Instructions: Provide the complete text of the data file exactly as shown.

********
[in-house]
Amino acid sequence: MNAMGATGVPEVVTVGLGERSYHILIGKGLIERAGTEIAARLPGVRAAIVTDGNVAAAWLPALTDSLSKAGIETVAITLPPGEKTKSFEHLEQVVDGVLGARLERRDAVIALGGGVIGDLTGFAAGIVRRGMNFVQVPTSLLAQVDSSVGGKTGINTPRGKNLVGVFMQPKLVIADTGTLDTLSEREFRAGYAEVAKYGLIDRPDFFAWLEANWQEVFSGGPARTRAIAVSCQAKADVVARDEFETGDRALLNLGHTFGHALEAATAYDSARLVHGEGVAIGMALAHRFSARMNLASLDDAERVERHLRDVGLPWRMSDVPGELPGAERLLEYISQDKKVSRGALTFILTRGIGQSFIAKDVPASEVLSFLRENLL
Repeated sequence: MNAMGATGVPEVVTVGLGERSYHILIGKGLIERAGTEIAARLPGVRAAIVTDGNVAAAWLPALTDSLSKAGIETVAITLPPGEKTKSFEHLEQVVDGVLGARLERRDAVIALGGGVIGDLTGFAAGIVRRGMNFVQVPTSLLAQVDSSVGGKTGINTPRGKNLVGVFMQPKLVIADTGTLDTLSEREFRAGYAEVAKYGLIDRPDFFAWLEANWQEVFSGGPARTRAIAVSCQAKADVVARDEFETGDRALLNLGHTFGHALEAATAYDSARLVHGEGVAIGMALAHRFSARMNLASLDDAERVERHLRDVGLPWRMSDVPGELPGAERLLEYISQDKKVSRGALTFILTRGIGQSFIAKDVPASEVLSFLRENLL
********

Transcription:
[in-house]
Amino acid sequence: MNAMGATGVPEVVTVGLGERSYHILIGKGLIERAGTEIAARLPGVRAAIVTDGNVAAAWLPALTDSLSKAGIETVAITLPPGEKTKSFEHLEQVVDGVLGARLERRDAVIALGGGVIGDLTGFAAGIVRRGMNFVQVPTSLLAQVDSSVGGKTGINTPRGKNLVGVFMQPKLVIADTGTLDTLSEREFRAGYAEVAKYGLIDRPDFFAWLEANWQEVFSGGPARTRAIAVSCQAKADVVARDEFETGDRALLNLGHTFGHALEAATAYDSARLVHGEGVAIGMALAHRFSARMNLASLDDAERVERHLRDVGLPWRMSDVPGELPGAERLLEYISQDKKVSRGALTFILTRGIGQSFIAKDVPASEVLSFLRENLL
Repeated sequence: MNAMGATGVPEVVTVGLGERSYHILIGKGLIERAGTEIAARLPGVRAAIVTDGNVAAAWLPALTDSLSKAGIETVAITLPPGEKTKSFEHLEQVVDGVLGARLERRDAVIALGGGVIGDLTGFAAGIVRRGMNFVQVPTSLLAQVDSSVGGKTGINTPRGKNLVGVFMQPKLVIADTGTLDTLSEREFRAGYAEVAKYGLIDRPDFFAWLEANWQEVFSGGPARTRAIAVSCQAKADVVARDEFETGDRALLNLGHTFGHALEAATAYDSARLVHGEGVAIGMALAHRFSARMNLASLDDAERVERHLRDVGLPWRMSDVPGELPGAERLLEYISQDKKVSRGALTFILTRGIGQSFIAKDVPASEVLSFLRENLL